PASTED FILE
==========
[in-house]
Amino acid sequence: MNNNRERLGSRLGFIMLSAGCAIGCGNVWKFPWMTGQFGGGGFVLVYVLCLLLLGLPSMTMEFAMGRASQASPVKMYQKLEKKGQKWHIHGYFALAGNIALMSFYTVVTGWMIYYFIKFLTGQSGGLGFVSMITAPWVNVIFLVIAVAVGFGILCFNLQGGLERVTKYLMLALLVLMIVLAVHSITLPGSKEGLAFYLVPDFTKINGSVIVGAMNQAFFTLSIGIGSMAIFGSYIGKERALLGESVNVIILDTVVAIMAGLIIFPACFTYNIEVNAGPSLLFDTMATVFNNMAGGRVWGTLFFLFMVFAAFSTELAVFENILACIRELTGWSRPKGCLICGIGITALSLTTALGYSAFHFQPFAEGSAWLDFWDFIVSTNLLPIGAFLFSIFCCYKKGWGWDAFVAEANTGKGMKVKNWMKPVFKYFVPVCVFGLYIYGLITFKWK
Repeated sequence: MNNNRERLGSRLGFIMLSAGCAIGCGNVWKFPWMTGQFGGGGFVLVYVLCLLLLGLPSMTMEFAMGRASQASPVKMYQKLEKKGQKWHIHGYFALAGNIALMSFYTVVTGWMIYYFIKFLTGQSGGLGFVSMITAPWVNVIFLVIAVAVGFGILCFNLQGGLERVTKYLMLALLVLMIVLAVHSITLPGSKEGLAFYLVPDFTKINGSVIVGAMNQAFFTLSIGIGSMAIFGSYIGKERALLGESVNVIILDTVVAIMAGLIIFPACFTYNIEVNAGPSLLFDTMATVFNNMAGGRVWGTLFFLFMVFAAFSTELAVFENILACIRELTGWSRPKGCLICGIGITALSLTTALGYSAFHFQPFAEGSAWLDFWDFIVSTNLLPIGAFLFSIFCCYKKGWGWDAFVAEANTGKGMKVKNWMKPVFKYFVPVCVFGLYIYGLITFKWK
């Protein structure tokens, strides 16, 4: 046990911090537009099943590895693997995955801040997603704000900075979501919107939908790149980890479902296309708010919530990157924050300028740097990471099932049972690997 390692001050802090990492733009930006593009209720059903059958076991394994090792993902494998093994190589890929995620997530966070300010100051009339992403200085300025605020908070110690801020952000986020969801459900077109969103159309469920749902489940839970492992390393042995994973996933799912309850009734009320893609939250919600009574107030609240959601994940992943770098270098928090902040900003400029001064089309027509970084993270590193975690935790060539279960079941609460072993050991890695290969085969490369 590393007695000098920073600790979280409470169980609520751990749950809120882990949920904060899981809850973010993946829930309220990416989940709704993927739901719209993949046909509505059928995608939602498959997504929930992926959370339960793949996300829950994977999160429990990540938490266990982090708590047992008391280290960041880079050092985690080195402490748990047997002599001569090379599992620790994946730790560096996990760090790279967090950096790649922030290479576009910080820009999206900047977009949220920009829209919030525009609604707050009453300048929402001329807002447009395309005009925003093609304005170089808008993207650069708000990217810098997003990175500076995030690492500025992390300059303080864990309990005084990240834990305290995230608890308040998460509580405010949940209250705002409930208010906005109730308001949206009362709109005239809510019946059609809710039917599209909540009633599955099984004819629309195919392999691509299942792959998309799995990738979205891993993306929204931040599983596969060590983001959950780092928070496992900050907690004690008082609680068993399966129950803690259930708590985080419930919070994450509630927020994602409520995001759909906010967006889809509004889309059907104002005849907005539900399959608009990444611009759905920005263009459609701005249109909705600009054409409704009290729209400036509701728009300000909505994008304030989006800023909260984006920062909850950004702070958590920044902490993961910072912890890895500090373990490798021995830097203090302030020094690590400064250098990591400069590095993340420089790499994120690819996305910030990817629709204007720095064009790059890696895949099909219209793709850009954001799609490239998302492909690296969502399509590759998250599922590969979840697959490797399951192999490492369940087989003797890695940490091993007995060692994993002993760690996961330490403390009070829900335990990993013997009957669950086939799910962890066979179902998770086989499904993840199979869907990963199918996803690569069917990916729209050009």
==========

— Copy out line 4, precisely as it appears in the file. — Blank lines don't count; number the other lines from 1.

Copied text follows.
């Protein structure tokens, strides 16, 4: 046990911090537009099943590895693997995955801040997603704000900075979501919107939908790149980890479902296309708010919530990157924050300028740097990471099932049972690997 390692001050802090990492733009930006593009209720059903059958076991394994090792993902494998093994190589890929995620997530966070300010100051009339992403200085300025605020908070110690801020952000986020969801459900077109969103159309469920749902489940839970492992390393042995994973996933799912309850009734009320893609939250919600009574107030609240959601994940992943770098270098928090902040900003400029001064089309027509970084993270590193975690935790060539279960079941609460072993050991890695290969085969490369 590393007695000098920073600790979280409470169980609520751990749950809120882990949920904060899981809850973010993946829930309220990416989940709704993927739901719209993949046909509505059928995608939602498959997504929930992926959370339960793949996300829950994977999160429990990540938490266990982090708590047992008391280290960041880079050092985690080195402490748990047997002599001569090379599992620790994946730790560096996990760090790279967090950096790649922030290479576009910080820009999206900047977009949220920009829209919030525009609604707050009453300048929402001329807002447009395309005009925003093609304005170089808008993207650069708000990217810098997003990175500076995030690492500025992390300059303080864990309990005084990240834990305290995230608890308040998460509580405010949940209250705002409930208010906005109730308001949206009362709109005239809510019946059609809710039917599209909540009633599955099984004819629309195919392999691509299942792959998309799995990738979205891993993306929204931040599983596969060590983001959950780092928070496992900050907690004690008082609680068993399966129950803690259930708590985080419930919070994450509630927020994602409520995001759909906010967006889809509004889309059907104002005849907005539900399959608009990444611009759905920005263009459609701005249109909705600009054409409704009290729209400036509701728009300000909505994008304030989006800023909260984006920062909850950004702070958590920044902490993961910072912890890895500090373990490798021995830097203090302030020094690590400064250098990591400069590095993340420089790499994120690819996305910030990817629709204007720095064009790059890696895949099909219209793709850009954001799609490239998302492909690296969502399509590759998250599922590969979840697959490797399951192999490492369940087989003797890695940490091993007995060692994993002993760690996961330490403390009070829900335990990993013997009957669950086939799910962890066979179902998770086989499904993840199979869907990963199918996803690569069917990916729209050009």